When the Los Angeles Rams opened the 2017 regular season with a convincing 46-9 victory over the Indianapolis Colts, there was a positive feeling about the direction that the team was heading in. Los Angeles put on a dominant defensive showing in its Week 1 victory, paired with a clean 300-yard passing effort from quarterback Jared Goff. The Sean McVay coaching era began with a win.
But following the victory, as the media gaggle made its way to the Rams’ locker room, I heard several reporters muttering, “Don’t drink the Rams’ Kool-Aid just yet … let’s see where this team is in a few weeks.”
These media members had reason to express caution. After watching the Rams begin 3-1 and ultimately tailspin to a 4-12 record last season, anyone around this franchise should be wary of a meltdown.
But for followers of the Rams, something is distinctly different about the team this go-around. Something about this group feels more absolute — more concrete. Maybe it’s the youthful spark of 31-year-old head coach McVay that has people buying in. It could be a blossoming Goff, or resurgent running back Todd Gurley that has people feeling like Los Angeles has finally harnessed the talent of its young football stars.
And while the Rams are coming off an exhausting 16-10 loss to the Seattle Seahawks, I find myself now, more than ever, saying this team will be formidable in the NFC this season. Dare I say, this team will be vying for a playoff spot come winter.
The loss certainly hurt, but with 11 games remaining, the upside for McVay’s Rams is something NFL fans should take note of.
Despite serving up five turnovers to the Seahawks (who rank fifth in total defense), the Rams still had every opportunity to come away with a win on its home turf. The fact that the Rams could have escaped Sunday with a win is a testament to the team’s resilience this season.
I hate spewing coach-speak in my columns, but the Rams’ loss on Sunday came down to a game of inches. If Gurley’s first-quarter fumble didn’t hit the pylon or if wide receiver Cooper Kupp was able to reel in the game-winning touchdown pass that fell off his fingertips with less than 30 seconds left in play, Los Angeles would be a 4-1 football team today. It would be tied (with three other teams) for the second-best record in football through five weeks.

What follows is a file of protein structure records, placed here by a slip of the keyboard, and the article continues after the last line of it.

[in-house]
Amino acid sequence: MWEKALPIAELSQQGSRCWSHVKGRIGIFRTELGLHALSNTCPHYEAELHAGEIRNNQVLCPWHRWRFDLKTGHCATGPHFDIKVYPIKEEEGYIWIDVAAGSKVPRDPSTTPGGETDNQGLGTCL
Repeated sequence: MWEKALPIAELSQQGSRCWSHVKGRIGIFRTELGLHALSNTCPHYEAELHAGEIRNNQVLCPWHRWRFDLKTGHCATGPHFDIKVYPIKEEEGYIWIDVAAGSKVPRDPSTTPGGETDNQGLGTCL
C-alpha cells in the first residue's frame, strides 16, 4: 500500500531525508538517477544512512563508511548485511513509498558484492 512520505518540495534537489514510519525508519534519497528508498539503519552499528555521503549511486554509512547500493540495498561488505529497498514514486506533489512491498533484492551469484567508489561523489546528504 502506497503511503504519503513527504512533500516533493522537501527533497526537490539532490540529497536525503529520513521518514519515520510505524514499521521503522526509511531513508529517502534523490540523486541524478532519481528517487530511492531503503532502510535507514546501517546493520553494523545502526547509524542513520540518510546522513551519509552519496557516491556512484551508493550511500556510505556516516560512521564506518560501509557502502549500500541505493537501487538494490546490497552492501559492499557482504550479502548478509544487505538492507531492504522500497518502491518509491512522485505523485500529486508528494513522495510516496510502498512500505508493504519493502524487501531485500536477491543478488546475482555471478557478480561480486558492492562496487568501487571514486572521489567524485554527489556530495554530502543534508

Nonetheless, the Rams find themselves sitting at 3-2 overall through five games. In a very-winnable NFC West, Los Angeles finds itself in second place.
The Rams’ strong showings early on have been powered by an offensive attack that, following Week 4, was statistically the best offense in the NFL. After Sunday’s game, Los Angeles now bears the second-best scoring offense in the game, averaging 30.4 points per game.
In stark contrast, the 2016 Rams’ attack finished last in the NFL. The team’s offensive resurrection certainly has to be largely credited to McVay, who was a proven offensive mind during his time coaching in Washington the past seven seasons. The guru McVay has helped some assets finally blossom for the Rams.
Gurley’s outstanding September saw him bring home NFC Offensive Player of the Month honors. After a sluggish 2016 season, Gurley racked up 381 yards from scrimmage (241 rushing, 140 receiving) and scored six total touchdowns (four rushing, two receiving) in his first four games.
At signal caller, Goff has had shining moments through the first five contests of 2017. In the Rams’
35-30 victory on the road against the Dallas Cowboys, Goff threw for 255 yards and a pair of touchdowns in what was Los Angeles’ biggest win of the young season.
In Sunday’s contest against the Seahawks, Tavon Austin found the endzone on a 27-yard rushing score that was the Rams’ only touchdown of the day.
This trio of Goff, Gurley and Austin is a young nucleus that the Rams are glad to see being productive thus far in 2017. And while the Rams’ defense has been underachieving in many aspects, ranking 23rd in scoring defense (allowing 24.2 points per game), it held Seattle to 62 total rushing yards Sunday. This defense also boasts what many consider to be the most dominant defensive player in the NFL in lineman Aaron Donald.
So, my conclusion? After just five games, I feel comfortable stating that the Rams have the tools (a budding quarterback, a defensive star and a young, offensive-minded coach) to build a winning season and make a playoff push.
But first things first for
fresh-faced coach McVay (who has two players on his roster who are older than him): His team has an opportunity to make a statement on the road next week against a thriving Jacksonville (3-2) team that is leading the AFC South.
As for the question posed following Week 1: Yes, I am in fact drinking the Rams’ Kool-Aid. Hopefully not prematurely.
Angel Viscarra is a junior studying broadcast and digital journalism. His column, Viscarra’s Vice, runs Tuesdays.